Everything We Learned About The Force Awakens At Star Wars Celebration. Look, I’m not made of stone.

* And then there was (sigh) DC. Double sigh.

* There still aren’t any states where women earn as much as men.

PayGap2Did Yoda And Obi-Wan Screw Princess Leia Over?

But in choosing a hero to defeat Vader, they sent Luke to Dagobah, not Leia. They sent the whiny uneducated hick whose greatest ambition until very recently had been to *join the Empire* instead of the smart, sophisticated, and well-educated woman with the political connections and Rebel cred?

It was only the last time I watched Return of the Jedi that I finally realized “that boy is our last hope / no, there is another” refers to Anakin, not Leia. So I’m pretty on board with this, especially now that the possibly exculpatory Expanded Universe context has been retconned out of existence.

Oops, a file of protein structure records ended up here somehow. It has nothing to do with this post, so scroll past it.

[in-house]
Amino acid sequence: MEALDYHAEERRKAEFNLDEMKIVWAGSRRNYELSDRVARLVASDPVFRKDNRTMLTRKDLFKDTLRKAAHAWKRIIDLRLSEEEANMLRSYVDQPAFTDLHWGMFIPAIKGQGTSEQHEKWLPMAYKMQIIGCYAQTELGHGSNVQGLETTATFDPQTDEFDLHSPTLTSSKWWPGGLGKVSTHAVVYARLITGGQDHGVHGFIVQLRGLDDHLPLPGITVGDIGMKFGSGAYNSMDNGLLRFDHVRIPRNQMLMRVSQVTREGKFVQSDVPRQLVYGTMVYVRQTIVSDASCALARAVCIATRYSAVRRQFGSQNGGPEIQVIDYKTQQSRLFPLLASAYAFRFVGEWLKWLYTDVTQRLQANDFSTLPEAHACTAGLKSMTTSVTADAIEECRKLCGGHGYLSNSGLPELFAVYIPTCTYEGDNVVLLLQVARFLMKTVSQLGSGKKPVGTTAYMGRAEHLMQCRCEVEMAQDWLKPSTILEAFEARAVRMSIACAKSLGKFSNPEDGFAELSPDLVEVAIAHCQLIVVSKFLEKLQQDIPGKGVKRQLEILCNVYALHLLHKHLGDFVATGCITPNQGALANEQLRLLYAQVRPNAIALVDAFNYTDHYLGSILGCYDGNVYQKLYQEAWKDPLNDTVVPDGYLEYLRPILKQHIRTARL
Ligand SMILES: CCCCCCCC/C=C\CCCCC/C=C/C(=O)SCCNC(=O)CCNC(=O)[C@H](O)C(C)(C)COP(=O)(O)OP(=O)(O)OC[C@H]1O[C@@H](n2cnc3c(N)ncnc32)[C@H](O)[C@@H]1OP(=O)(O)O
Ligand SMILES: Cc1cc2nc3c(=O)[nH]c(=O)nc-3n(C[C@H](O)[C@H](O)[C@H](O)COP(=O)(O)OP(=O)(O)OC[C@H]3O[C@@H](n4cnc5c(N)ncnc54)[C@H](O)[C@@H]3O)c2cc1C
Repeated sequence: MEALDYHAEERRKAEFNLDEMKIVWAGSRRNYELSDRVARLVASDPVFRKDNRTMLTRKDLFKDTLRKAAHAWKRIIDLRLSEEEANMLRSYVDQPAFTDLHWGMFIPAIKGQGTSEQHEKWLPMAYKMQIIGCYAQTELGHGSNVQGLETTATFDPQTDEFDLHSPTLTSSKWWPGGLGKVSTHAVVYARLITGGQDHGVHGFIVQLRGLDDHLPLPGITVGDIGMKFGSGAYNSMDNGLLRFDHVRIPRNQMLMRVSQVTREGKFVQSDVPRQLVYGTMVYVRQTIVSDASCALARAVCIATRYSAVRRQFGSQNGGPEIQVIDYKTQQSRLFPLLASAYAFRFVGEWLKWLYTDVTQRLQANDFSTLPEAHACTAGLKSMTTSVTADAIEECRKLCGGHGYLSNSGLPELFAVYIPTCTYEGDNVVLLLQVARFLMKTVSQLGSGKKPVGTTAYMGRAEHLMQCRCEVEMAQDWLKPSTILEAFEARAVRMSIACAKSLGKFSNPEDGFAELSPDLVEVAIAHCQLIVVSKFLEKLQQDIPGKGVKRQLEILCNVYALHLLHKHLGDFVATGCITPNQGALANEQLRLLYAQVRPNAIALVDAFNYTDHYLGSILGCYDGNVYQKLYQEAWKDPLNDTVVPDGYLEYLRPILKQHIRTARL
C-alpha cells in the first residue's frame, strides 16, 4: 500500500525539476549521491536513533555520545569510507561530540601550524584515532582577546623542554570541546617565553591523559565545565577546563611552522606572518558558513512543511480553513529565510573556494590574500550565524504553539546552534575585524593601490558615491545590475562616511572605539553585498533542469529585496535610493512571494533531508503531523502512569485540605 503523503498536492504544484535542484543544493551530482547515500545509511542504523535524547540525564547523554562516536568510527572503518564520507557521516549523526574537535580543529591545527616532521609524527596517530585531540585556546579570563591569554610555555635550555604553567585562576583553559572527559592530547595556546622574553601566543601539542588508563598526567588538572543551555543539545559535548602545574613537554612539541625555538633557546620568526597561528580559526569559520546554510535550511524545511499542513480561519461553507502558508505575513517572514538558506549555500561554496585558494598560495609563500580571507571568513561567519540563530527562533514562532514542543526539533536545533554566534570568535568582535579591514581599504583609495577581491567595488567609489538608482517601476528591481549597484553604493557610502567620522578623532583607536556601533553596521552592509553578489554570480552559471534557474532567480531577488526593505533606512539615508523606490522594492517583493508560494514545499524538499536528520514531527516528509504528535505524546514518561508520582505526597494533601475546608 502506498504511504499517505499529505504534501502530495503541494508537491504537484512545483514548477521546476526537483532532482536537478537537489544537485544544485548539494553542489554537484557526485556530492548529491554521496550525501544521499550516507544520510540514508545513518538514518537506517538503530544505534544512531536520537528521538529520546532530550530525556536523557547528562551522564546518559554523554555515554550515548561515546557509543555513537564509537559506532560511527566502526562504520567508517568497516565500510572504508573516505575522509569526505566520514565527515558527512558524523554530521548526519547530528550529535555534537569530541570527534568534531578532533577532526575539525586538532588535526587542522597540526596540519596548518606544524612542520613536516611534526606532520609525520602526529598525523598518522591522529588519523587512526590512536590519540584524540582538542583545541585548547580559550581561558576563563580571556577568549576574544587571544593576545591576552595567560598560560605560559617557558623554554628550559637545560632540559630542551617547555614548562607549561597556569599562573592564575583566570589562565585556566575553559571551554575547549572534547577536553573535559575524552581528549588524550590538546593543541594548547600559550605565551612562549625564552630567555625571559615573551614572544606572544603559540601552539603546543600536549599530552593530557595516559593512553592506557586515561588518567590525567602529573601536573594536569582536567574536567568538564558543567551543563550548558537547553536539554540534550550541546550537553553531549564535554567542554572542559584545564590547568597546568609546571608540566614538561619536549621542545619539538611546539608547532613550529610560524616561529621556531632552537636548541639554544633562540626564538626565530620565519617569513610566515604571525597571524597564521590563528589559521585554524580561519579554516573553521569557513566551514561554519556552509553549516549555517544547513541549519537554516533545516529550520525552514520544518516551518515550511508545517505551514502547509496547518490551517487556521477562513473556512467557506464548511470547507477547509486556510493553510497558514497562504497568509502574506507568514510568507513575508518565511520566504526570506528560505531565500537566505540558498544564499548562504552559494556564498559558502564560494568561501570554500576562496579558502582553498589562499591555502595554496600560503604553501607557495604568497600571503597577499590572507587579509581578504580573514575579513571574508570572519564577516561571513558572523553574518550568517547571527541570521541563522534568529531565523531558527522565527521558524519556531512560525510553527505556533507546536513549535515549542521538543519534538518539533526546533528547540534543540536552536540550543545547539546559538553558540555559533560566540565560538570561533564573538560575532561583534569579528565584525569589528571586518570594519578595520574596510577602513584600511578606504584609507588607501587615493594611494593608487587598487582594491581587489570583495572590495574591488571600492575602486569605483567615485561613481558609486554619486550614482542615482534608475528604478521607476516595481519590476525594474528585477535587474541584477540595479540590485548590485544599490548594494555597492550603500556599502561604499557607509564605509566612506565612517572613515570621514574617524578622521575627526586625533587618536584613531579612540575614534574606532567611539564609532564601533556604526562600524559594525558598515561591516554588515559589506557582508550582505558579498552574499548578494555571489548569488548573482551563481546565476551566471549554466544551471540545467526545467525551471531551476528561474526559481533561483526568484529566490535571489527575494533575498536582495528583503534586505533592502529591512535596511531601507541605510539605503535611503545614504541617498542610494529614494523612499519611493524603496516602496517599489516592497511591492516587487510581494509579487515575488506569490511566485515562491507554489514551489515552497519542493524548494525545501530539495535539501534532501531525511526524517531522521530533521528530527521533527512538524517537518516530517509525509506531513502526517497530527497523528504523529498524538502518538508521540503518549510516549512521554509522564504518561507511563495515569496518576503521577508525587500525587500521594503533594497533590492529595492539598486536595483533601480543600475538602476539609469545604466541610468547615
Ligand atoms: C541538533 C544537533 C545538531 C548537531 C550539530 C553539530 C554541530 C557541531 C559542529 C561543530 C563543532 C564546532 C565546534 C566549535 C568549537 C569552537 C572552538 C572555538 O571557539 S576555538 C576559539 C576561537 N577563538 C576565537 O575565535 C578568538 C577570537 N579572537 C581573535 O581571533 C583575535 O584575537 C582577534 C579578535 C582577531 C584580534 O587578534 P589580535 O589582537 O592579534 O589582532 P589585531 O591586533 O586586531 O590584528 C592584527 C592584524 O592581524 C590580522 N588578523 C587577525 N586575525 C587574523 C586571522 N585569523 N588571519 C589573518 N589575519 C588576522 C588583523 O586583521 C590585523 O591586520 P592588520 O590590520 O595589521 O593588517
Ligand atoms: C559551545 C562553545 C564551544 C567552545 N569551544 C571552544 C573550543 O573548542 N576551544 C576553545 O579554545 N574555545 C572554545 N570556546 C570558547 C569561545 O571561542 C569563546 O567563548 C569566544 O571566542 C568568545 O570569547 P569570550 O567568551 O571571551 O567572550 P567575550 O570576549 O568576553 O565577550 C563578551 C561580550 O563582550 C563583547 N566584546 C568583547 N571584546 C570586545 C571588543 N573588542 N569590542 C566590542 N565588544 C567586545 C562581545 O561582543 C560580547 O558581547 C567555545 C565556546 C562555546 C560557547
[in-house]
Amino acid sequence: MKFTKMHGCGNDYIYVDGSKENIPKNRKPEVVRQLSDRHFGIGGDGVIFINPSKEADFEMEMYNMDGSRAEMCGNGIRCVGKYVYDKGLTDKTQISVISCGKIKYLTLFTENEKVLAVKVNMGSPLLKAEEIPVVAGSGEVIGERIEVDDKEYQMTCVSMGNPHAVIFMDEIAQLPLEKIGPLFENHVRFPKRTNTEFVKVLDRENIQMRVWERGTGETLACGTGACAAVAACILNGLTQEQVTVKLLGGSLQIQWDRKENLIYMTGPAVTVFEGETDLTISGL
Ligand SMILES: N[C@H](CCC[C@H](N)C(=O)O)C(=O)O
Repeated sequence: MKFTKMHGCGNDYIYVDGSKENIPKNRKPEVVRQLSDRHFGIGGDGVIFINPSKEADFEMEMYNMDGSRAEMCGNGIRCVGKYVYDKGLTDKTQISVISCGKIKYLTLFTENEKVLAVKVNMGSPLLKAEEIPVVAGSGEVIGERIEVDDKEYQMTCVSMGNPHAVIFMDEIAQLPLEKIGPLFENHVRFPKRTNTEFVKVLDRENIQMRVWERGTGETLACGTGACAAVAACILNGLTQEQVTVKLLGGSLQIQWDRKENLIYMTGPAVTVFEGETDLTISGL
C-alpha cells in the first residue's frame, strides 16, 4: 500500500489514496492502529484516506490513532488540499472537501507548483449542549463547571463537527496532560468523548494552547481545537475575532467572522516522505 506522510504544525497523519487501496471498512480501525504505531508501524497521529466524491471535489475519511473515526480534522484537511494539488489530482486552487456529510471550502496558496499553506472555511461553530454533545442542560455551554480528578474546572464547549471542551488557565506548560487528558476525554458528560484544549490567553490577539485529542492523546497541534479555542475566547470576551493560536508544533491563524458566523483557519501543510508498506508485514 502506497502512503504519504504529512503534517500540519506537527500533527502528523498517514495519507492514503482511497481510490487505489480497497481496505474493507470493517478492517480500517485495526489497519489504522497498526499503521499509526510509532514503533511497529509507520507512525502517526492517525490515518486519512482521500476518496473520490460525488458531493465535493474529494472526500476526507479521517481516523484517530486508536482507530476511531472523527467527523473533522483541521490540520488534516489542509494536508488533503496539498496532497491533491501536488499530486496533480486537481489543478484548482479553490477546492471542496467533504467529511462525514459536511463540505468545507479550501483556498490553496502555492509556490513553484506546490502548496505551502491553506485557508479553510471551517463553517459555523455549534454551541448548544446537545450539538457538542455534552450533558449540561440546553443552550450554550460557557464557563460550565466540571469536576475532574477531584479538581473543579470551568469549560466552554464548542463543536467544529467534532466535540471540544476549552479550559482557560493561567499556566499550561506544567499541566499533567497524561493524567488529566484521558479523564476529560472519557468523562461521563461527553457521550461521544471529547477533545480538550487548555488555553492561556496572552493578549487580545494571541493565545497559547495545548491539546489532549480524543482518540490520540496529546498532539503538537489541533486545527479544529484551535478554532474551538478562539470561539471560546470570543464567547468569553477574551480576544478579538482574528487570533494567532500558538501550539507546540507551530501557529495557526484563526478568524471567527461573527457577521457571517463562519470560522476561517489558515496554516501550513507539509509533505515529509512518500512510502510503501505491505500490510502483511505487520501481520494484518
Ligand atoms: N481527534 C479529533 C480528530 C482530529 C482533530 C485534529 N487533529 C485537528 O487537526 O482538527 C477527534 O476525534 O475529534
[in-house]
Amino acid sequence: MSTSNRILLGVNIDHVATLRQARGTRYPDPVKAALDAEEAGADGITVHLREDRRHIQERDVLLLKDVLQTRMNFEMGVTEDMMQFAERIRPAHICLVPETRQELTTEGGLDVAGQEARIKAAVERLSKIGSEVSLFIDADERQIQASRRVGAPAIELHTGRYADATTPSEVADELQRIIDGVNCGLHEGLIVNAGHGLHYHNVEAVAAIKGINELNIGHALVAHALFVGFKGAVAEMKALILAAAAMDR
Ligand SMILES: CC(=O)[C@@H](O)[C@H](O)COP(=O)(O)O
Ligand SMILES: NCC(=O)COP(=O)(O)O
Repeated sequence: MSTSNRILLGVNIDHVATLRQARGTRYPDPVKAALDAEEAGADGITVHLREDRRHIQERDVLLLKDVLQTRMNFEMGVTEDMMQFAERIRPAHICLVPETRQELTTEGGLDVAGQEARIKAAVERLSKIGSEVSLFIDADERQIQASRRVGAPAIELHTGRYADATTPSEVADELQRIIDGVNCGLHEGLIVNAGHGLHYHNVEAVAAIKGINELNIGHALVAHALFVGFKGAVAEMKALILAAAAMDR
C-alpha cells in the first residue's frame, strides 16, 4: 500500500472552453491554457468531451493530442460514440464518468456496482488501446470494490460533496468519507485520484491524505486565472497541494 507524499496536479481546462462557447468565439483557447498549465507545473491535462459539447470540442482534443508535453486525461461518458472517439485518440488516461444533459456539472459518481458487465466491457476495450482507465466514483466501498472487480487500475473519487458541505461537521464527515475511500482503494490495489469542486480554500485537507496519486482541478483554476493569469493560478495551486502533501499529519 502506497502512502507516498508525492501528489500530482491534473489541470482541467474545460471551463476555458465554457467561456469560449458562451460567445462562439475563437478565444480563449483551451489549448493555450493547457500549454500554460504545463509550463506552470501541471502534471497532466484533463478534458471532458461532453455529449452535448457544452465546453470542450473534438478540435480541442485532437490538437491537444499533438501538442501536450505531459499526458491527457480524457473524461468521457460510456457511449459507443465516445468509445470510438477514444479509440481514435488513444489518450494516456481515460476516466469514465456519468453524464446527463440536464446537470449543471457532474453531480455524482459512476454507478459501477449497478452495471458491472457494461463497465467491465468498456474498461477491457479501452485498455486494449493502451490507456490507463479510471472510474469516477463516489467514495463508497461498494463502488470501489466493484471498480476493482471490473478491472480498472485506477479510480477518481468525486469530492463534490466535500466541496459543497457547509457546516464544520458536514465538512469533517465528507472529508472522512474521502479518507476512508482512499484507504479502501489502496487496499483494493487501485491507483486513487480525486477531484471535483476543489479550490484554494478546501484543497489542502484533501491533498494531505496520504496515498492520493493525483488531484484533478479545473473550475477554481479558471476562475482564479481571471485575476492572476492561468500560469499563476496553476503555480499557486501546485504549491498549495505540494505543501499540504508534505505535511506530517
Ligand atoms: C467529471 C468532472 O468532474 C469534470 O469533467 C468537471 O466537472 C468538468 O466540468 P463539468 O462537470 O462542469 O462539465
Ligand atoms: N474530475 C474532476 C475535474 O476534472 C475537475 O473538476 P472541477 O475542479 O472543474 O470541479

Citi Economist Says It Might Be Time to Abolish Cash. This is a truly stunning document: the argument is that we need to abolish cash because otherwise bankers won’t be able to force everybody to accept negative interest rates.

* New from the new TNR: We’re Checking the Wrong Privilege.

* Heinlein shrugged.

America’s wealth grew by 60 percent in the past six years, by over $30 trillion. In approximately the same time, the number of homeless children has also grown by 60 percent.

155,000 New York kids boycott standardized tests.

Preserving the Ghastly Inventory of Auschwitz.